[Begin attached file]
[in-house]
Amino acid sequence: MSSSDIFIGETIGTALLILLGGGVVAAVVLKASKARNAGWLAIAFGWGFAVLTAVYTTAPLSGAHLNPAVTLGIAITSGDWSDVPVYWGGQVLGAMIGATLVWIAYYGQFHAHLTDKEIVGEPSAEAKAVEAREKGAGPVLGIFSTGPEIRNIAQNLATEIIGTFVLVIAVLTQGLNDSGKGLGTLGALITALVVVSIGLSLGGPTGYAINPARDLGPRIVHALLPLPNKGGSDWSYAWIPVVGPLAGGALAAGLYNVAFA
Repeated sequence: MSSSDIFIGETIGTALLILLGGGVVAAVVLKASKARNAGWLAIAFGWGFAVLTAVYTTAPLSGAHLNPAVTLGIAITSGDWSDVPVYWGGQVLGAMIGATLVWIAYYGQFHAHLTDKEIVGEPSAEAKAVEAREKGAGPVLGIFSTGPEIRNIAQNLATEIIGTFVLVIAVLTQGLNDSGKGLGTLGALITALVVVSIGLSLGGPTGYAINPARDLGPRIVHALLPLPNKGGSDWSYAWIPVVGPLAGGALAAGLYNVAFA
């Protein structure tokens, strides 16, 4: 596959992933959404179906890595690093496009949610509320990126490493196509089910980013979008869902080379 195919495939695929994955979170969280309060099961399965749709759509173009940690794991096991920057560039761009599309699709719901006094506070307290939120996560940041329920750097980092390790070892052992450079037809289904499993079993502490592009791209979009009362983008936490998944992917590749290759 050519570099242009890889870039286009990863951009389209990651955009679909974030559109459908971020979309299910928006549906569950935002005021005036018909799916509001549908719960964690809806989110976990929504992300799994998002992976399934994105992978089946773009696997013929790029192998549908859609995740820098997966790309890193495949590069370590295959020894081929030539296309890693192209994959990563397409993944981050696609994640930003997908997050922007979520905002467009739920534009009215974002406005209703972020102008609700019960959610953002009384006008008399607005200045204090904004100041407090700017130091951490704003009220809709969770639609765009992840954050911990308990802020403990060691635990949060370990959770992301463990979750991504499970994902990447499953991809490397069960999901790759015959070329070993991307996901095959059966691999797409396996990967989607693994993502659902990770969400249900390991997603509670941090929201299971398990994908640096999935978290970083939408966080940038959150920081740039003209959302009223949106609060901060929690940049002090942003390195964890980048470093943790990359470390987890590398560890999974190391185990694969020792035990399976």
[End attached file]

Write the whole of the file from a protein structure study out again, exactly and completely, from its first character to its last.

[in-house]
Amino acid sequence: MSSSDIFIGETIGTALLILLGGGVVAAVVLKASKARNAGWLAIAFGWGFAVLTAVYTTAPLSGAHLNPAVTLGIAITSGDWSDVPVYWGGQVLGAMIGATLVWIAYYGQFHAHLTDKEIVGEPSAEAKAVEAREKGAGPVLGIFSTGPEIRNIAQNLATEIIGTFVLVIAVLTQGLNDSGKGLGTLGALITALVVVSIGLSLGGPTGYAINPARDLGPRIVHALLPLPNKGGSDWSYAWIPVVGPLAGGALAAGLYNVAFA
Repeated sequence: MSSSDIFIGETIGTALLILLGGGVVAAVVLKASKARNAGWLAIAFGWGFAVLTAVYTTAPLSGAHLNPAVTLGIAITSGDWSDVPVYWGGQVLGAMIGATLVWIAYYGQFHAHLTDKEIVGEPSAEAKAVEAREKGAGPVLGIFSTGPEIRNIAQNLATEIIGTFVLVIAVLTQGLNDSGKGLGTLGALITALVVVSIGLSLGGPTGYAINPARDLGPRIVHALLPLPNKGGSDWSYAWIPVVGPLAGGALAAGLYNVAFA
């Protein structure tokens, strides 16, 4: 596959992933959404179906890595690093496009949610509320990126490493196509089910980013979008869902080379 195919495939695929994955979170969280309060099961399965749709759509173009940690794991096991920057560039761009599309699709719901006094506070307290939120996560940041329920750097980092390790070892052992450079037809289904499993079993502490592009791209979009009362983008936490998944992917590749290759 050519570099242009890889870039286009990863951009389209990651955009679909974030559109459908971020979309299910928006549906569950935002005021005036018909799916509001549908719960964690809806989110976990929504992300799994998002992976399934994105992978089946773009696997013929790029192998549908859609995740820098997966790309890193495949590069370590295959020894081929030539296309890693192209994959990563397409993944981050696609994640930003997908997050922007979520905002467009739920534009009215974002406005209703972020102008609700019960959610953002009384006008008399607005200045204090904004100041407090700017130091951490704003009220809709969770639609765009992840954050911990308990802020403990060691635990949060370990959770992301463990979750991504499970994902990447499953991809490397069960999901790759015959070329070993991307996901095959059966691999797409396996990967989607693994993502659902990770969400249900390991997603509670941090929201299971398990994908640096999935978290970083939408966080940038959150920081740039003209959302009223949106609060901060929690940049002090942003390195964890980048470093943790990359470390987890590398560890999974190391185990694969020792035990399976």